• Avoiding chemicals, pesticides, and other environmental toxins
  • Taking Probiotics such as kefir, sauerkraut, and yogurt
  • Reducing Stress through these mindfulness exercises

Significant changes in your GI tract and your brain can take just a few weeks to start working.  For more information on testing your neurotransmitter levels and balancing your GI tract look into our programs.

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What You Need to Know About L-theanine

L-theanine is a naturally occurring amino acid used to treat anxiety, promote relaxation and improve focus and concentration. For many, it can help their mental and physical health in a profound way. Here is what you need to know about L-theanine before trying it.

» Read more..

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Tossing and Turning? Sleep Deprivation and Your Health

There aren’t many people who are happy with their sleep: They get too little, they feel restless, they don’t wake up refreshed, they can’t stay asleep. In fact, most Americans admit to having erratic sleep patterns, especially through the work week. So what does sleep deprivation actually do to the body? And if we can’t add more hours to our sleep, how can we make the sleep we do get better? Top-Nursing-Programs.com shares their tips:

Sleep

 

Sleeping Beauty? 8 to 8.5 Hours of sleep per night adults generally require (1).  Are you getting enough?

1 in 3 Adults who have insomnia at some point in their lives (1)

43% of Americans ages 13-64 say they rarely or never get good sleep on weeknights.

60% admit to suffering some sleep problem every night (snoring, waking constantly, feeling groggy in the morning). (2)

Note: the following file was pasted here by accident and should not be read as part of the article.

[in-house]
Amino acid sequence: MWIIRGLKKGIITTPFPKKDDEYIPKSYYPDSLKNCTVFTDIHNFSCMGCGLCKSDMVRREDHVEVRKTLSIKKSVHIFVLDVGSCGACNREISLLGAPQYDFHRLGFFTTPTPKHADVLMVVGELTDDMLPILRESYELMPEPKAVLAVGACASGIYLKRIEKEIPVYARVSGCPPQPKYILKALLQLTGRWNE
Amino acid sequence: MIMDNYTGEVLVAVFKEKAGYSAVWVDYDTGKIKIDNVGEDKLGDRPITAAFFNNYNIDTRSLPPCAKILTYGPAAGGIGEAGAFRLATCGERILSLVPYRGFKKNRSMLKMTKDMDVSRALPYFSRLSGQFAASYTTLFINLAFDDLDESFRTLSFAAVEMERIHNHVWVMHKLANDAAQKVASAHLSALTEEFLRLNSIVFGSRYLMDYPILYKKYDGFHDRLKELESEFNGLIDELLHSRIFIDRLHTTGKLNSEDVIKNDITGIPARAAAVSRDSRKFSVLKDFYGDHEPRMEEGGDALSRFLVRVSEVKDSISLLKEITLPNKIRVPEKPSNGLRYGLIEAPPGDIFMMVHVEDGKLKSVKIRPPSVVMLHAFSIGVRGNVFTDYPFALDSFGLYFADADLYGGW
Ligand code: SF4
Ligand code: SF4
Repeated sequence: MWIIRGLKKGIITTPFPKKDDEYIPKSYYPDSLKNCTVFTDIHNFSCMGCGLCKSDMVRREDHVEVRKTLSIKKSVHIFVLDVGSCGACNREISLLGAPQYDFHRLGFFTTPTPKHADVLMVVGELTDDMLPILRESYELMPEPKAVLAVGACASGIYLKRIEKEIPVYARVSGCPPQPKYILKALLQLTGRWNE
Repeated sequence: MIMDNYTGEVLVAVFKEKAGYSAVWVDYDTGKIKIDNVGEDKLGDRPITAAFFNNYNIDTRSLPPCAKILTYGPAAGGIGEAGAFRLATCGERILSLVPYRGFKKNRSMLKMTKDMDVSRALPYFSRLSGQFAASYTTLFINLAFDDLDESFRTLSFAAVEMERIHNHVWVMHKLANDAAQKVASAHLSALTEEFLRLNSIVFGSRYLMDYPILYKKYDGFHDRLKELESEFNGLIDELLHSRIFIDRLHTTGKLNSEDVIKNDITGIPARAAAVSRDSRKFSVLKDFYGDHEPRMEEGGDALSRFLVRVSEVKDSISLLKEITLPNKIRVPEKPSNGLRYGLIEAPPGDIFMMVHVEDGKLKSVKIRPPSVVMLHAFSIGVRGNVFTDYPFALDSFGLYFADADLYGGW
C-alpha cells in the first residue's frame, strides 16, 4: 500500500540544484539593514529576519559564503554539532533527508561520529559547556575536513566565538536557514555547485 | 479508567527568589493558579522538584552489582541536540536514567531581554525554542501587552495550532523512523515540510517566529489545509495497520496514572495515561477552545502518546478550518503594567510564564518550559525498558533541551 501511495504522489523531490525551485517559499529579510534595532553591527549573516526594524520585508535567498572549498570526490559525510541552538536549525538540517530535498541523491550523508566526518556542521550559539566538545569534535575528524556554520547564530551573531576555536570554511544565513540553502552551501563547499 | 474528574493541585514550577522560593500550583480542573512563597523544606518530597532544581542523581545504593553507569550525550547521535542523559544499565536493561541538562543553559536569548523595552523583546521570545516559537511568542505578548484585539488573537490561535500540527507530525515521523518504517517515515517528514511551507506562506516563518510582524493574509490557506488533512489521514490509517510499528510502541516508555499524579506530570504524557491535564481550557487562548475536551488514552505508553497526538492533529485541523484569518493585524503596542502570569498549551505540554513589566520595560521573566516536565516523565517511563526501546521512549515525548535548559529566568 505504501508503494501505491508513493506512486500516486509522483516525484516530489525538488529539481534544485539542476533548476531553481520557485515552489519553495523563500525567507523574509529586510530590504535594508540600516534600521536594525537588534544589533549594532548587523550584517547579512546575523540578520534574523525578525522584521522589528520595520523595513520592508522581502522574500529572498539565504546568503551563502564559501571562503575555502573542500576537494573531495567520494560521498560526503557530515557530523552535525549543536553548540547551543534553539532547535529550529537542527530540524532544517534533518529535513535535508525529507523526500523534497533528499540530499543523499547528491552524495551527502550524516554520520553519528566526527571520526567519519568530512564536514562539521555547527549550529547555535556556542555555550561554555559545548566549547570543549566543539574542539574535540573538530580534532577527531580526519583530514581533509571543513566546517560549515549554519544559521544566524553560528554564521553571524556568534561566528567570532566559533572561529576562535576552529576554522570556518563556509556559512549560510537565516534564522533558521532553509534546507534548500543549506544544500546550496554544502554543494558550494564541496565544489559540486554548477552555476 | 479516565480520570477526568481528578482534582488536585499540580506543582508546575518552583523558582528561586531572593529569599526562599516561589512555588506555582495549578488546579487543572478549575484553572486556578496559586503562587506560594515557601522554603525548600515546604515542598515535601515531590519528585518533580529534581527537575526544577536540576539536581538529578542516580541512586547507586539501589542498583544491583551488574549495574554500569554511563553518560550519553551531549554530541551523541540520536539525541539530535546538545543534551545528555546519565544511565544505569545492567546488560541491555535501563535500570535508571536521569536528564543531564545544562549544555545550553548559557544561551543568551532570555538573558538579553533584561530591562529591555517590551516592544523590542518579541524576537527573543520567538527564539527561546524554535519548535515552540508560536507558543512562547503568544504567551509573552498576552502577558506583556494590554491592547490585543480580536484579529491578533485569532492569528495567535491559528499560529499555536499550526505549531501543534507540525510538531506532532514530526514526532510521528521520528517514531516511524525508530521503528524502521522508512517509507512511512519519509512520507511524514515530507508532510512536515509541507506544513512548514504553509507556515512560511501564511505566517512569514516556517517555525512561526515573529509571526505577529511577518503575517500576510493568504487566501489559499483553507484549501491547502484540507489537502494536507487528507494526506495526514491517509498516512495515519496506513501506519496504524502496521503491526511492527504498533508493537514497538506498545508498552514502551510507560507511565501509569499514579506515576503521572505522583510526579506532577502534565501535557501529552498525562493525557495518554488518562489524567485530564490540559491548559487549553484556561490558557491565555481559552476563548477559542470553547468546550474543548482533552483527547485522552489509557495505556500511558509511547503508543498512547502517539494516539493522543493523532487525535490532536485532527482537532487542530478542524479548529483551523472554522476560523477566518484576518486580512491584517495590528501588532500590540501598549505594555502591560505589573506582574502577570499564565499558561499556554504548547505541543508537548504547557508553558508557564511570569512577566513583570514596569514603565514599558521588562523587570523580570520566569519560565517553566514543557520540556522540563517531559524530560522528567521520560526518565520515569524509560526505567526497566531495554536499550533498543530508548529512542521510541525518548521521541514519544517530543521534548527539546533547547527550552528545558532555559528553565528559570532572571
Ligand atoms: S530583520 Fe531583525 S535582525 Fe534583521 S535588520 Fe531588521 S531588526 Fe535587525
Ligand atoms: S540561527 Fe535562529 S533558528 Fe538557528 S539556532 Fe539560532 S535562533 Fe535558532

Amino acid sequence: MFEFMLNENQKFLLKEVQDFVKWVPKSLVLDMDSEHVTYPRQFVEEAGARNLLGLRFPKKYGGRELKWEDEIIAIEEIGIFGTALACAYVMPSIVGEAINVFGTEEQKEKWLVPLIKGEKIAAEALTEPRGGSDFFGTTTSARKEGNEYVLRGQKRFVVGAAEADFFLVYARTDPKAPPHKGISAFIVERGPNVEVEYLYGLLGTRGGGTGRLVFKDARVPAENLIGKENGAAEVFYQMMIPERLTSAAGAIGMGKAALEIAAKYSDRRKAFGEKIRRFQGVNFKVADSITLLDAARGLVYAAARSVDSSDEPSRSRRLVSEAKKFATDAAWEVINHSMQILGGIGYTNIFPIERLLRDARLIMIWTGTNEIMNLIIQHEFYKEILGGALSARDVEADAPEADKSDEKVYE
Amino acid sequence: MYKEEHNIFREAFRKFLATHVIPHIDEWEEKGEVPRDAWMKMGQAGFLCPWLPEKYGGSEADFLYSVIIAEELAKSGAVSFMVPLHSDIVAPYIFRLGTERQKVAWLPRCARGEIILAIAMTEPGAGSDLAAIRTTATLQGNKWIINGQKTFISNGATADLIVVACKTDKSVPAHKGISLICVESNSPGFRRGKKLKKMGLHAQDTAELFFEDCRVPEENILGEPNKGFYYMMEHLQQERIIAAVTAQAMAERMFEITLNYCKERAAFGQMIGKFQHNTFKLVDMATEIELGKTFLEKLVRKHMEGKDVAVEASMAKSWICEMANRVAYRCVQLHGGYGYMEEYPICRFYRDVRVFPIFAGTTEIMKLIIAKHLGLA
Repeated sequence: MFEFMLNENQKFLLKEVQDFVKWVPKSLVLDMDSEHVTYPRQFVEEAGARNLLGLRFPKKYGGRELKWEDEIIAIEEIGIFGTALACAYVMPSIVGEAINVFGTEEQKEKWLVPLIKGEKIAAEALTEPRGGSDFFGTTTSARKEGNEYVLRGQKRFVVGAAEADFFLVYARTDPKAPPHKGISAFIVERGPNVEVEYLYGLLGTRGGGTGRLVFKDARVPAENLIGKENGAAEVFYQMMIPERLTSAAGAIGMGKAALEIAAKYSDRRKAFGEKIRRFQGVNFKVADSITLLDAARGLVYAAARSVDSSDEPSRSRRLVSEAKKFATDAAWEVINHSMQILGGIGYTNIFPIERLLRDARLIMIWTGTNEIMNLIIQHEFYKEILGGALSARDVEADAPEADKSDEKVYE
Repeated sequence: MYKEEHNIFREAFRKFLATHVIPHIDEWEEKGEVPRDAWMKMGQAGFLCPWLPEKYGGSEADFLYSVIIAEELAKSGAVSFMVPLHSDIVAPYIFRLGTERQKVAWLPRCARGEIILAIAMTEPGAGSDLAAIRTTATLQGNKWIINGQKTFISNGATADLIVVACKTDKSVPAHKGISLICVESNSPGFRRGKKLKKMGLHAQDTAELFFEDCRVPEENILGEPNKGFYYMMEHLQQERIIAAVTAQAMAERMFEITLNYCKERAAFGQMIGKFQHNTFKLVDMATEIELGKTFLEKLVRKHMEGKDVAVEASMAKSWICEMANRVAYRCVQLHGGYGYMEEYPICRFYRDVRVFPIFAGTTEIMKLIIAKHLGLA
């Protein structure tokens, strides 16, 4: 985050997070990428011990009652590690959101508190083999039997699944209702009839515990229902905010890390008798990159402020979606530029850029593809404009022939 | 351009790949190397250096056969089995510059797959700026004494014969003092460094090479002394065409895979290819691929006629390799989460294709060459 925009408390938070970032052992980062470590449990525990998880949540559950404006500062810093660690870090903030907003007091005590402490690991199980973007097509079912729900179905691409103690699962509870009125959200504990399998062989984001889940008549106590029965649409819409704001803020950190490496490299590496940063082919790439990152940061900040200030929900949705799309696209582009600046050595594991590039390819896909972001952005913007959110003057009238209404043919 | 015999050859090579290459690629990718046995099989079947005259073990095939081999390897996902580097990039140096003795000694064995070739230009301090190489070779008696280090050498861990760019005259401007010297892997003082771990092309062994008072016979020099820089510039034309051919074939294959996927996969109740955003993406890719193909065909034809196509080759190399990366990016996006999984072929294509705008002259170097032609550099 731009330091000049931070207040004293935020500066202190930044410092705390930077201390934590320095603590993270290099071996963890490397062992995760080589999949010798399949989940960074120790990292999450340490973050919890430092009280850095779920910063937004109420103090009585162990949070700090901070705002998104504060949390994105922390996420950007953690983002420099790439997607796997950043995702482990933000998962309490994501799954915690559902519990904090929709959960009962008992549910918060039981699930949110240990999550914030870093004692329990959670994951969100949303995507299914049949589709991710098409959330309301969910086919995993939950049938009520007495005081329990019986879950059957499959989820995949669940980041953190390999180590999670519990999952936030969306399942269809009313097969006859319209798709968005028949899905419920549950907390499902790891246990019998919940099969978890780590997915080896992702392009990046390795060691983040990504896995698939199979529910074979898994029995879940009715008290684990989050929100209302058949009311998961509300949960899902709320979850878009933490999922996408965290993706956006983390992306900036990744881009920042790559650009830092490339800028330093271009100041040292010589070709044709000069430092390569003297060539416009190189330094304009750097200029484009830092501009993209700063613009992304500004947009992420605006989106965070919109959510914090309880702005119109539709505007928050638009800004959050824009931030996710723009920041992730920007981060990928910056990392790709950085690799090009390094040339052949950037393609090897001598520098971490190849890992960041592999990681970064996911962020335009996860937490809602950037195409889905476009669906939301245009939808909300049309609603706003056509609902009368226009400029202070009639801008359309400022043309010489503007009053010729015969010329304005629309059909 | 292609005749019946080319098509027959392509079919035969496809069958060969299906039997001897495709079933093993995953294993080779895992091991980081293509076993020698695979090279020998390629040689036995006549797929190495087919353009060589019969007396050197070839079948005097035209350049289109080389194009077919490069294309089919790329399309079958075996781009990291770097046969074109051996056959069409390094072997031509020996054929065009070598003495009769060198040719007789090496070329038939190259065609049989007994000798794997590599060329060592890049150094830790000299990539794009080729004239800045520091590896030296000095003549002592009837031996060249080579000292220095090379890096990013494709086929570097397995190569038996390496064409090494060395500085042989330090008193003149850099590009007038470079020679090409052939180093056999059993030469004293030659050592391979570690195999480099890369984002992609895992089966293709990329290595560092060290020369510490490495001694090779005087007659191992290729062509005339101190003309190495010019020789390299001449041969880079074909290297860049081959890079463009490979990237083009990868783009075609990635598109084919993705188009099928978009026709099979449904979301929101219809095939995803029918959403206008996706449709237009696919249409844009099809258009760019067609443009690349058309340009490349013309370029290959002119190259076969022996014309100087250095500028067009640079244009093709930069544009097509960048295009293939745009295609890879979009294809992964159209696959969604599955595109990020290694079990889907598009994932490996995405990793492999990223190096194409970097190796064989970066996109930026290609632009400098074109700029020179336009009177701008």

15% of adults 19-64 say they sleep less than six hours on weeknights. (2)

The Science of Sleep

Our bodies experience two types of sleep on a nightly basis: NREM (non-rapid eye movement) and REM (rapid eye movement) sleep. Since sleeping is a cycle, NREM occurs as we first fall asleep, with REM following about 90 minutes after and recurring about every 90 minutes.

Stage 1: Light sleep, between sleep and wakefulness.

Stage 2: Onset of sleep, during which we become disengaged with surroundings. Breathing and heart rate are regulated and body temperature drops.

Stages 3 and 4: Breathing slows, muscles relax, tissue grows and repairs, energy is restored and hormones are released.

How Sleep Deprivation Affects the Body

Lack of sleep or insomnia can have multiple negative effects on the human body and mind. Here are some of the most common and dangerous problems.

  • Fatigue. It is estimated that fatigue due to sleeplessness is the cause of 100,000 car accidents every year.
  • Dulled cognitive processes. Sleep consolidates and affirms memories in your mind. Without it, people have a hard time retaining learned information from the day before.
  • Increased risk of heart disease, diabetes and stroke. 90% of those with insomnia also have other health conditions.
  • Lack of sex drive. For men especially, lack of sleep can contribute to lower testosterone levels.
  • Depression. In a 2007 study of 10,000 people, it was found that those with insomnia were five times more likely to develop depression.
  • Premature skin aging. The stress hormone cortisol is released in great amounts in those with insomnia. Cortisol can break down collagen in skin.
  • Weight gain. People who sleep less than six hours each day are 30% more likely to become obese than those who sleep seven to nine hours.

How to Sleep Better

Most of us could use help falling and staying asleep. Just a few daily changes could mean the difference between a restless night and a restful one. (4)

1. Set a regular bedtime and stick to it. Wake up at the same time every day; even on days off.

2. Test your neurotransmitters. Unblanced levels lead to sleep cycle issues.

3. If you really need to make up for lost sleep, opt for a short (30-minute) daytime nap. Don’t sleep in.

4. Fight after-dinner drowsiness by remaining active at home before bedtime.

5. Avoid caffeine, alcohol and nicotine late in the day.